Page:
Clinical presentation and bacterial culture led to a diagnosis of blistering dactylitis. The patient remained clinically stable and was discharged home after 3 days to complete a 7-day course of clindamycin.

Blistering dactylitis is a superficial, soft tissue infection that usually involves the anterior fat pads of the distal portions of the fingers, but also may extend to the proximal and lateral nail fold. Index fingers and thumbs typically are involved, although toe involvement has been reported.1

Blistering dactylitis is characterized by bullae on erythematous bases that can evolve into erosions. Originally described in 1972 by Hays and Mullard,2 blistering dactylitis is linked predominantly to streptococcal infection,2,3 although staphylococcal infections also can occur.1 S pyogenes and S aureus have been the most implicated species. One case of coinfection with herpes simplex virus has been reported.4 The disease may be secondary to an underlying infection in the nasopharynx, conjunctiva, or anus, which results in a need for systemic antibiotic therapy. Multiple bullae on different digits may occur, which should raise suspicion for S aureus infection.5

The lesions usually are not pruritic, burning, or painful, despite their appearance. The disease typically affects school-aged children between 2 and 16 years old.1

The results of a bacterial culture are required to confirm the blistering dactylitis diagnosis. The differential diagnosis includes herpetic whitlow, bullous impetigo, insect bites, acral psoriasis, dyshidrotic eczema, allergic contact dermatitis, irritant dermatitis, pustular dermatosis of the hands, paronychia, foreign-body reactions, and friction, chemical or thermal injuries. Treatment involves incision and drainage of bullae, wet-to-dry compresses for wound healing, and β-lactamase-resistant antibiotics, usually a 10-day course, due to the association with penicillin-resistant S aureus.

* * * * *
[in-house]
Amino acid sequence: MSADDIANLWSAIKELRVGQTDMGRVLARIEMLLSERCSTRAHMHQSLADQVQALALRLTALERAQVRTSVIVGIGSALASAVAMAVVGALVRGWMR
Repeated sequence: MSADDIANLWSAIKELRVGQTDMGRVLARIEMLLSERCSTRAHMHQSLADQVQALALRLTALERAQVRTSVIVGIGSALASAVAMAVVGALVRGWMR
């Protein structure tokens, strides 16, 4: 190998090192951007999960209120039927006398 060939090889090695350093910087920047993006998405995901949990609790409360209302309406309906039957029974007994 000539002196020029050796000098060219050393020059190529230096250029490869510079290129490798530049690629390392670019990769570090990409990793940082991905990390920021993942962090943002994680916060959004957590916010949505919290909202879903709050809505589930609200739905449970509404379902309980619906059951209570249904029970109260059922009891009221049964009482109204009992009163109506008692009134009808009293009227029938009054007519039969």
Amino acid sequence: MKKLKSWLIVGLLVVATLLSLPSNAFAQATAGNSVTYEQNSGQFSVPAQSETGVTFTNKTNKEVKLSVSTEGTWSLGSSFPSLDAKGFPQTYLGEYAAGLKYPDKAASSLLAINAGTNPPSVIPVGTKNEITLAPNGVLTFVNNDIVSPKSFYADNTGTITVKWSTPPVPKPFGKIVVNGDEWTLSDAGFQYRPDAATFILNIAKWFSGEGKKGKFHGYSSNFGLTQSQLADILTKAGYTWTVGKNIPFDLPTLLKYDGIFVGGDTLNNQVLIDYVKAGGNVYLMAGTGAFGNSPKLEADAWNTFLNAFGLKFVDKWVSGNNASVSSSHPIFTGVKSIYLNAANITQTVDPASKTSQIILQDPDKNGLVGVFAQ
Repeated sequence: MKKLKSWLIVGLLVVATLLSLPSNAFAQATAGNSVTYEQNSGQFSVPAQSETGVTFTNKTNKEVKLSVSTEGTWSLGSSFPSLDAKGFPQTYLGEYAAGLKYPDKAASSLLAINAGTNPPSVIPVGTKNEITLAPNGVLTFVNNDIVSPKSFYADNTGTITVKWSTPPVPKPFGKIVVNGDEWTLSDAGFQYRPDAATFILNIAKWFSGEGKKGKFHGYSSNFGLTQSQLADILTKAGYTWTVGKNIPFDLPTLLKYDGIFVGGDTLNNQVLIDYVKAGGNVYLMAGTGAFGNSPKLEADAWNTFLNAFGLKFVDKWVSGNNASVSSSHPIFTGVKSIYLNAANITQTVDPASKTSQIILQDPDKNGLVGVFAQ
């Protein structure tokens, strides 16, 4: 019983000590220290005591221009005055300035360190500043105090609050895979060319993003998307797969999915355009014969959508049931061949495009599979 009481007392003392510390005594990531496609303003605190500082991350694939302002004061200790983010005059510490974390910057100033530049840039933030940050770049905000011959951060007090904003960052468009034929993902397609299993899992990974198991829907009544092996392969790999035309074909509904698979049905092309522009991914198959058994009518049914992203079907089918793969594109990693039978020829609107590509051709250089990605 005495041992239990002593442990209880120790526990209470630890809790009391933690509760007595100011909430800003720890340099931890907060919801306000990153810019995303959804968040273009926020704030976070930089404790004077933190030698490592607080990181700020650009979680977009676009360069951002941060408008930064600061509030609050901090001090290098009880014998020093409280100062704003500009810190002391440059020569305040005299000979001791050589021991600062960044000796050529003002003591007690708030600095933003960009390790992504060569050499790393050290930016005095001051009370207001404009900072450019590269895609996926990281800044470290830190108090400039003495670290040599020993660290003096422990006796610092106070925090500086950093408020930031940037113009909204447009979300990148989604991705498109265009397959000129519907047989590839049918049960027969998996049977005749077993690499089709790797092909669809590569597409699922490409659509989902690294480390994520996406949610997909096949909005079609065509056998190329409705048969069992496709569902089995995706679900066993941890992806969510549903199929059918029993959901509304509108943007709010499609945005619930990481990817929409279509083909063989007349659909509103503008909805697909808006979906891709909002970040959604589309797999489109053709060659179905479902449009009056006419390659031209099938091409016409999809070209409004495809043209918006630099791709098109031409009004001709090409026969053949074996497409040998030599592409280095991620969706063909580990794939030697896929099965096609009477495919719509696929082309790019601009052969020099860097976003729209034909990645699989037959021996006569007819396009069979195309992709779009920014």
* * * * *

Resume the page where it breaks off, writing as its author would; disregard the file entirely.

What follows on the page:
Blistering dactylitis is associated with low morbidity and few treatment failures, unless it occurs in immunocompromised patients.6 

 

Henry Wu, MD, is a pediatric resident at Children’s Hospital Los Angeles, Keck School of Medicine of the University of Southern California.

Ara Festekjian, MD, MS, is an assistant professor of clinical pediatrics in the Department of Pediatrics, Division of Emergency Medicine and Transport, at Children’s Hospital Los Angeles, Keck School of Medicine of the University of Southern California.

REFERENCES

1.   Fretzayas A, Moustaki M, Tsagris V, Brozou T, Nicolaidou P. MRSA blistering distal dactylitis and review of reported cases. Pediatr Dermatol. 2011;28(4):433-435.

2.   Hays GC, Mullard JE. Can nasal bacterial flora be predicted from clinical findings? Pediatrics. 1972;49(4):596-599.

3.   Hays GC, Mullard JE. Blistering distal dactylitis: a clinically recognizable streptococcal infection. Pediatrics. 1975;56(1):129-131.

4.   Ney AC, English JC III, Greer KE. Coexistent infections on a child’s distal phalanx: blistering dactylitis and herpetic whitlow. Cutis. 2002;69(1):46-48.

5.   Norcross MC Jr, Mitchell DF. Blistering distal dactylitis caused by Staphylococcus aureus. Cutis. 1993;51(5):353-354.

6.   Oyedeji OA, Oluwadiya KS, Aremu AA. Blistering digital dactylitis complicated by osteomyelitis and amputation in an HIV-positive infant. J Int Assoc Physicians AIDS Care (Chic). 2011;10(5):280-282.